Palladium's rules were never really systematic in the way that something like d20 or Storyteller or the other modern universal systems are. Given the Rules As Written, there isn't a clear way to extend them to situations that you haven't encountered before. The standard for most systems is: take something from an attribute, and something from a skill score, and then roll some dice and compare that stuff with a number that represents the difficulty of what you're doing. Palladium worked on the 'look up an arbitrary percentile score for your skills' skill system, which never made a lot of clear sense. It's obvious that Kevin Siembieda and company have given a lot of thought to the individual elements of the game over the years; unfortunately, this isn't always apparent to the player, and instead we're just left wondering why someone who just learned to fish is better at fishing than someone who just learned to sew is at sewing, and why you get better at singing slightly faster than you get better at dancing, no matter what you're doing with your spare time. Not to mention that a first level character can easily have a 60% chance of defusing a bomb, and a 40% chance of successfully cooking lunch.

The depth of the character creation system was such that making even a 1st level character always seemed to be a multi-day undertaking. I was shocked when I made the jump to AD&D and could roll up a character in just a few minutes, and have him fully equipped and ready to play in an hour or so. I never GMed for a Palladium system game; I can't imagine the prep time that's involved.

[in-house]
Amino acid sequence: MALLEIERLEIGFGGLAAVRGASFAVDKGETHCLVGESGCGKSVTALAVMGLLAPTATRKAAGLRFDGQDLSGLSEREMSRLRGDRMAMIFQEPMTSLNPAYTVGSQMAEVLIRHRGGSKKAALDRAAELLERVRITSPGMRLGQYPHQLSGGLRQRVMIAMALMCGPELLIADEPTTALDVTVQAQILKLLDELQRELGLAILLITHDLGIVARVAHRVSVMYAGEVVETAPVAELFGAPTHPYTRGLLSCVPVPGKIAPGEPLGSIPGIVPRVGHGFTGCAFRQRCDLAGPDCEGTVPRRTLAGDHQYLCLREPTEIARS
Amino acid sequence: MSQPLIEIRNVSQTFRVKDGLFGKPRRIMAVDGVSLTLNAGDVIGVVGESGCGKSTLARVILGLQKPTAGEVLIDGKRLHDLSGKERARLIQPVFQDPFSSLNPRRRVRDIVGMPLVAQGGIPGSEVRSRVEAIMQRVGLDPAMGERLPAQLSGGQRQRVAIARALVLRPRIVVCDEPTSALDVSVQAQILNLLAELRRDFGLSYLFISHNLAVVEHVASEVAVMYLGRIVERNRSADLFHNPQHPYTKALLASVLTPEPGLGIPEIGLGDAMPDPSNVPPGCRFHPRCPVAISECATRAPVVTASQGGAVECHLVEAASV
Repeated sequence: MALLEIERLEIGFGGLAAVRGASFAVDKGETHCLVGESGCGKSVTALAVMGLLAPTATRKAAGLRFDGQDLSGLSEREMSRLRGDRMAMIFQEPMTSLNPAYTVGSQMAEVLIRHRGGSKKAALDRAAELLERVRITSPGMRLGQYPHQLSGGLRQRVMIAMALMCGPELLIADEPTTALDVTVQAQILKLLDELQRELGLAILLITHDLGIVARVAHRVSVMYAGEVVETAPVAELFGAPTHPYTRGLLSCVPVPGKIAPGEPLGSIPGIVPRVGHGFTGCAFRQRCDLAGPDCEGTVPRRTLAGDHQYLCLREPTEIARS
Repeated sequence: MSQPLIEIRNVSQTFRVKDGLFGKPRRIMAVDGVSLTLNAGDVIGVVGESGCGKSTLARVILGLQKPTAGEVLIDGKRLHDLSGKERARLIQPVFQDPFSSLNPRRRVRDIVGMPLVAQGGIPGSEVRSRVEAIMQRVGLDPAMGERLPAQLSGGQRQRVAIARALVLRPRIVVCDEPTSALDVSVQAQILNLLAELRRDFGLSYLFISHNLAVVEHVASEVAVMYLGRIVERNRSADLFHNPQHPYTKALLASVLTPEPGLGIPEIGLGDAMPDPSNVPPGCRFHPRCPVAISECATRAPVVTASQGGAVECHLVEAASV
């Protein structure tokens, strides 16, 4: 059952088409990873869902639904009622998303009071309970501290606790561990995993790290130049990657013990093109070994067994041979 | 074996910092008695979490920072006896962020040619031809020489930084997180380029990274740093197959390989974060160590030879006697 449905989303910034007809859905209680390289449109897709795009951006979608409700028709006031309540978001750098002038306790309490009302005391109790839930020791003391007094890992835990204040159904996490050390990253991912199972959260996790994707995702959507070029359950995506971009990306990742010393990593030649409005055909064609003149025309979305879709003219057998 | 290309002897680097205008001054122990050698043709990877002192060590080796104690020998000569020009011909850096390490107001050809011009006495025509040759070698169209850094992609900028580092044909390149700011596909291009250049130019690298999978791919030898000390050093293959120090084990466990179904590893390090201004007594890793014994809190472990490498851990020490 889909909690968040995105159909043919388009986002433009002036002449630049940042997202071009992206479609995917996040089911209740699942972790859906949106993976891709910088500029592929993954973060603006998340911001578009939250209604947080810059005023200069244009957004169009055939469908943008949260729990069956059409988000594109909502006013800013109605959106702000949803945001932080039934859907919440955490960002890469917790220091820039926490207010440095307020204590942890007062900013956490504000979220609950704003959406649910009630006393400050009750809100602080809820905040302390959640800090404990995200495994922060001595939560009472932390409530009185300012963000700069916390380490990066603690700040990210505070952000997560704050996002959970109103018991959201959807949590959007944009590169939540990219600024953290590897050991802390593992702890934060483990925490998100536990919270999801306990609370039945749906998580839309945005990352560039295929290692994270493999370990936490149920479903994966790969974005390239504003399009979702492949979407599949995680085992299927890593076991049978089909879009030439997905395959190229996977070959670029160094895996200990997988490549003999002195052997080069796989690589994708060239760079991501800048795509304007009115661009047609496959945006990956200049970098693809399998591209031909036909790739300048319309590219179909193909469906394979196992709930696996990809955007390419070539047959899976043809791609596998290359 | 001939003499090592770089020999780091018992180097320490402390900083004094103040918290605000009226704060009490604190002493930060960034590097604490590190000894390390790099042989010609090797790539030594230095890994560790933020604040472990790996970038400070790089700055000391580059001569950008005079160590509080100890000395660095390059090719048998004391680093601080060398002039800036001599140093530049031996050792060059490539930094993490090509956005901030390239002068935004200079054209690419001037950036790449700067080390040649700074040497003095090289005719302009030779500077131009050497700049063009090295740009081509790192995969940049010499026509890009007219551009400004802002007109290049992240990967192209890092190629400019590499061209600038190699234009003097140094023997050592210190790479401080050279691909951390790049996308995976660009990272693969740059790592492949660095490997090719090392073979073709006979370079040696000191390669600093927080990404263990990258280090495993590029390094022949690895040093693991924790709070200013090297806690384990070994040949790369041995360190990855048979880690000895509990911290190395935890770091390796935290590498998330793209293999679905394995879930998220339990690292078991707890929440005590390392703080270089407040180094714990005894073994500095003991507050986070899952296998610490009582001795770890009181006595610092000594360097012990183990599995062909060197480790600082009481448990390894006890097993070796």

But if it's fun, who cares? So cheers to Palladium for their 25 years of gaming, and for keeping firmly in mind that games being fun and cool are the reason to play them, something that some of us would do well to remember as we enter into heated forum arguments regarding the demographics of vampire infestations and the plausibility of self-sustaining Dwarf communities located miles beneath the surface of the earth. It's all a little goofy to begin with; better to accept it and enjoy it.

Wednesday, April 12, 2006

First Impressions: Knights of the Grail

I got a chance to start looking through Knights of the Grail over the weekend, and on the whole my impressions have been good. While Brettonia does have a very different feel from the Empire, it still seems like the same 'world', albeit with a more conservative and repressive aristocracy. The sections on Brettonian society and the profiles of the individual duchies are the highlights of the book. The new careers and monsters are likely the weakest part. More detailed maps would have been nice, as well as a few more location names, but not a major gripe there. The section on Grail Knights is reviled by some WFRP old-timers as an unwelcome intrusion of high-fantasy power from the wargame, but it doesn't dominate the book, and there's plenty of leeway for GMs to decide how much importance it is going to have on their game.